WELT AM SONNTAG: The vaccination requirement for employees in the healthcare sector and in care facilities has also remained, here the booster status must be proven. Do you still think that makes sense, although the question of the risk of infection can be separated from this vaccination status? Nursing associations called on you to stop the query, saying it was "completely out of date".
Leonhard: The law applies, and it's just a matter of providing one-time proof of vaccination status. Most of the employees in the facilities are vaccinated. In the knowledge of the high death rates in winter 20020/2021 in the nursing stations - triggered by the corona virus - we should make sure again that the highest possible protection is guaranteed here. Incidentally, staff absences due to infections are significantly lower if the employees are vaccinated. So it is also in the interest of the operators to keep track of this.
WELT AM SONNTAG: There are many areas in your authority that also suffer from completely different framework conditions. Many clinics say that they will not be able to cope with the millions in additional costs due to the increased energy prices. The same applies to care and senior citizens' facilities, where the heating cannot simply be turned down. How can you help?
Leonhard: The concerns are justified, two years of Corona have already left deep marks on hospital financing. With the energy problem, however, there are sums in the room that the municipal budgets will never be able to cope with. Here, the federal government must present a concept to cushion these costs precisely, namely through the benefit law. In nursing we are talking about an almost completely privatized area, so direct payments cannot be used to intervene. And you can't burden those in need of care and their relatives any further.
WELT AM SONNTAG: And finally, as Senator for Social Affairs, you are also responsible for social balance. The food banks are overflowing, many people live with great anxiety about the coming months. How do you feel about this situation?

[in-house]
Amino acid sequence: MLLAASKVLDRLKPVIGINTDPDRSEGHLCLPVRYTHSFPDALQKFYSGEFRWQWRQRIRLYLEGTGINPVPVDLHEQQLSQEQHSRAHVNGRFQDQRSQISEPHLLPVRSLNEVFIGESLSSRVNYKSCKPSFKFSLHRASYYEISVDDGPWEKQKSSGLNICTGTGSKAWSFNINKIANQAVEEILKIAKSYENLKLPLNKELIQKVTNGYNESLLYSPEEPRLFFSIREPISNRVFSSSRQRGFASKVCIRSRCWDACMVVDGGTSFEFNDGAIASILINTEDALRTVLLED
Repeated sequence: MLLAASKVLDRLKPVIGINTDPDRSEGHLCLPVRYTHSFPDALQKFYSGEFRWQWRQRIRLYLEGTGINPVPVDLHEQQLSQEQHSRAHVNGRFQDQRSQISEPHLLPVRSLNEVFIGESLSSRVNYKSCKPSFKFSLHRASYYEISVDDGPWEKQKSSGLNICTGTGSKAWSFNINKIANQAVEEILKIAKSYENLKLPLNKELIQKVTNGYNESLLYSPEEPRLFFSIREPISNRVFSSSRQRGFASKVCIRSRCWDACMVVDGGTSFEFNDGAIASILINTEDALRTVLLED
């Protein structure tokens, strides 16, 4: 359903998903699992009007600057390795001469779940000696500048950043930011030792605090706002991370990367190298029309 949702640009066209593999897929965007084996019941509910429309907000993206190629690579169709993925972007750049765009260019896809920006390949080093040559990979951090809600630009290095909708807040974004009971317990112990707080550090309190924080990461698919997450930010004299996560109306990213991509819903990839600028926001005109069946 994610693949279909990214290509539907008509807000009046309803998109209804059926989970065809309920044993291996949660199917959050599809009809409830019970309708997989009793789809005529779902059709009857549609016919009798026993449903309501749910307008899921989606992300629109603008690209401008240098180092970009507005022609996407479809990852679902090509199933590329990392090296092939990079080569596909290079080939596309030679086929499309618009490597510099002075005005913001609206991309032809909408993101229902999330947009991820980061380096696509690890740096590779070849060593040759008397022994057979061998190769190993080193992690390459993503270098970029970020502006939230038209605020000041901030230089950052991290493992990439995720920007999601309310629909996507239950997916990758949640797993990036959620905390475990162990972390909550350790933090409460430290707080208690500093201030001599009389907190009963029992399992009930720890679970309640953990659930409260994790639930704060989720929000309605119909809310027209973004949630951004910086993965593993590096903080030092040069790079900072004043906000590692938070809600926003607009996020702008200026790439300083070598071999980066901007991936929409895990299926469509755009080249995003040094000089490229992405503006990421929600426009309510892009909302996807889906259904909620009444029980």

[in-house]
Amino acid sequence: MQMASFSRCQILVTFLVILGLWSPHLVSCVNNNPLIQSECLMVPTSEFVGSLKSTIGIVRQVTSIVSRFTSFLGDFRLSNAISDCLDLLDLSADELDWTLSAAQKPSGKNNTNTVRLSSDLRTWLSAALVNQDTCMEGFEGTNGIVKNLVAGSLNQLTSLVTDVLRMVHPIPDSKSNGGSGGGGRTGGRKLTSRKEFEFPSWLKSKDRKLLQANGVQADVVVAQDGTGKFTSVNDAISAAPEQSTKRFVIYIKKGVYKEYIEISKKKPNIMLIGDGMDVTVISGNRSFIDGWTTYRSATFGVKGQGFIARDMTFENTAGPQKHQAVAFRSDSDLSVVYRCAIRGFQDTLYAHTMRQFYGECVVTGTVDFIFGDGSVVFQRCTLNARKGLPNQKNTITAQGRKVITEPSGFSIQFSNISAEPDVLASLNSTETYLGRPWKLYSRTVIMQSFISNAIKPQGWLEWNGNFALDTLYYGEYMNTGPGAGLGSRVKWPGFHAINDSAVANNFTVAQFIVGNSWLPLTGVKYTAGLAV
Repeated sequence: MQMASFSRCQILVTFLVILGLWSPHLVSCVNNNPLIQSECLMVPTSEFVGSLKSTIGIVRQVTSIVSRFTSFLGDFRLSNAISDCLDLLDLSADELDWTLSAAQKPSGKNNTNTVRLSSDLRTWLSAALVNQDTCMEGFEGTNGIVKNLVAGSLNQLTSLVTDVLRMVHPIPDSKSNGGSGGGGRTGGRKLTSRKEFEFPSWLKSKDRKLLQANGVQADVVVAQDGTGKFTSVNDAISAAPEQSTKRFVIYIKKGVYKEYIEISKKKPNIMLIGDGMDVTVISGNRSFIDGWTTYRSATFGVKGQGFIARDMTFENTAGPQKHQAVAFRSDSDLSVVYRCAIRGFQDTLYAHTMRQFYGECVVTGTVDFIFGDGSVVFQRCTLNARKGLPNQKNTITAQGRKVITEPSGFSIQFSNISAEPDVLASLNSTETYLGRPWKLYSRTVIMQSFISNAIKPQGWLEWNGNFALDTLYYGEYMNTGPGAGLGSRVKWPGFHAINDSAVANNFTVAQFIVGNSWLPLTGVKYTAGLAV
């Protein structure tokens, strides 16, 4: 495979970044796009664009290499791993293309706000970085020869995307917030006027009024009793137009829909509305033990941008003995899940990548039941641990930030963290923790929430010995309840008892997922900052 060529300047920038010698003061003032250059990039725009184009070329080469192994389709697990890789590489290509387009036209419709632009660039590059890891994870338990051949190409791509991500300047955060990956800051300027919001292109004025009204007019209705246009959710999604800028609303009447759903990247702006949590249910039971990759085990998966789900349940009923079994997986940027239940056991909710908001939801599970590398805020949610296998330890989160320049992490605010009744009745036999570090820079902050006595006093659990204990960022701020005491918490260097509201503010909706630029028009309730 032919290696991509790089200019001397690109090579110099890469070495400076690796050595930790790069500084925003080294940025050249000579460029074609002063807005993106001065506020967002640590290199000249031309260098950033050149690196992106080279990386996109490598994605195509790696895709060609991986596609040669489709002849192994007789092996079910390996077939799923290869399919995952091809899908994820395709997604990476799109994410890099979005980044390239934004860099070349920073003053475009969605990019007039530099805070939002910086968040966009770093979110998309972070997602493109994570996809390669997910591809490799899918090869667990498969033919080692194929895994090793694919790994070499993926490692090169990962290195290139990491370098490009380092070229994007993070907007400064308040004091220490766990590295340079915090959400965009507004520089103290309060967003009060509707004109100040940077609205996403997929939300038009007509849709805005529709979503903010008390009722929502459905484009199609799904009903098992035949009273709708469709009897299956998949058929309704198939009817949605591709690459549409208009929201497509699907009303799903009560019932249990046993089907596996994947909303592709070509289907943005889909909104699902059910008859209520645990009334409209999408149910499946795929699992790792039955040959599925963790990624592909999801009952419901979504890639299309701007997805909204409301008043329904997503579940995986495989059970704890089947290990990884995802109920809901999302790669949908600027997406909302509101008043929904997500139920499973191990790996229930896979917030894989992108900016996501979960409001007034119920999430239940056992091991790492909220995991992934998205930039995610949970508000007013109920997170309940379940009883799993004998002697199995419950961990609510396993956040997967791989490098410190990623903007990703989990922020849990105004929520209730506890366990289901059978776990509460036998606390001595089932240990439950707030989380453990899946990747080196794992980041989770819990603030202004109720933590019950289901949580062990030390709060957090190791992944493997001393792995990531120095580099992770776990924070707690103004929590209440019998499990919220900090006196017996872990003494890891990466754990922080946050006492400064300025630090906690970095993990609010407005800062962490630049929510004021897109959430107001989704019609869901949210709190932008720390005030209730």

Leonhard: This is a situation that is very, very difficult - also because there is no end in sight. Politically, there was a reaction in various areas with service extensions - for example in the standard rates, child and housing benefits. But in the long run we will not be able to counter-finance the upheavals on the electricity and gas markets with social benefits, otherwise an aging society would quickly be overwhelmed.
This is not a crystal ball, but a rule of three. For this reason, the electricity price must be decoupled from the gas price as a first step. The electricity price is high, although there is no shortage. In a second step, however, the gas price must also be considered: Can pricing, as it is currently taking place, be changed? Spain has taken steps here.
WELT AM SONNTAG: Those would be pragmatic steps, like now with the gas price cap. Recently, however, there have been many well-intentioned savings and behavioral suggestions from parts of politics, such as showering properly with washcloths.
Leonhard: You didn't hear it from me. Of course, it doesn't hurt to be informed about private savings opportunities. But if you have little money anyway, you know exactly where you can save. These people don't need our savings tips. People who already have very little or who are very afraid of falling into the middle class expect something different from politics. Namely, as just mentioned, the solution to the structural problems that have arisen or become visible as a result of the new situation.
WELT AM SONNTAG: You are also SPD state chairman. In Sweden and Italy there has been a shift to the right in elections. Will Germany face the same if politicians cannot offer any other solutions?
Leonhard: Italy is an important European partner, what happens there also concerns us. Now there are many different motives and backgrounds for such a choice. The best prevention that we in Germany can take against such tendencies is to set the right priorities in politics. Citizens must have confidence in the state's ability and willingness to act. It's not about everyone being satisfied with everything, that would be unthinkable in a democracy. We now need more decisions and fewer wimps in politics.
Vita: Melanie Leonhard was still largely unknown when she was appointed senator by the then mayor Olaf Scholz (SPD) - but that quickly changed significantly. Since then, the 45-year-old historian, who has a doctorate, has had to prove herself several times in crisis management. Since 2018, Leonhard has also been the country head of the SPD. The mother of a son lives with her family in Hamburg's rural district of Harburg and likes to post nature photos on Facebook.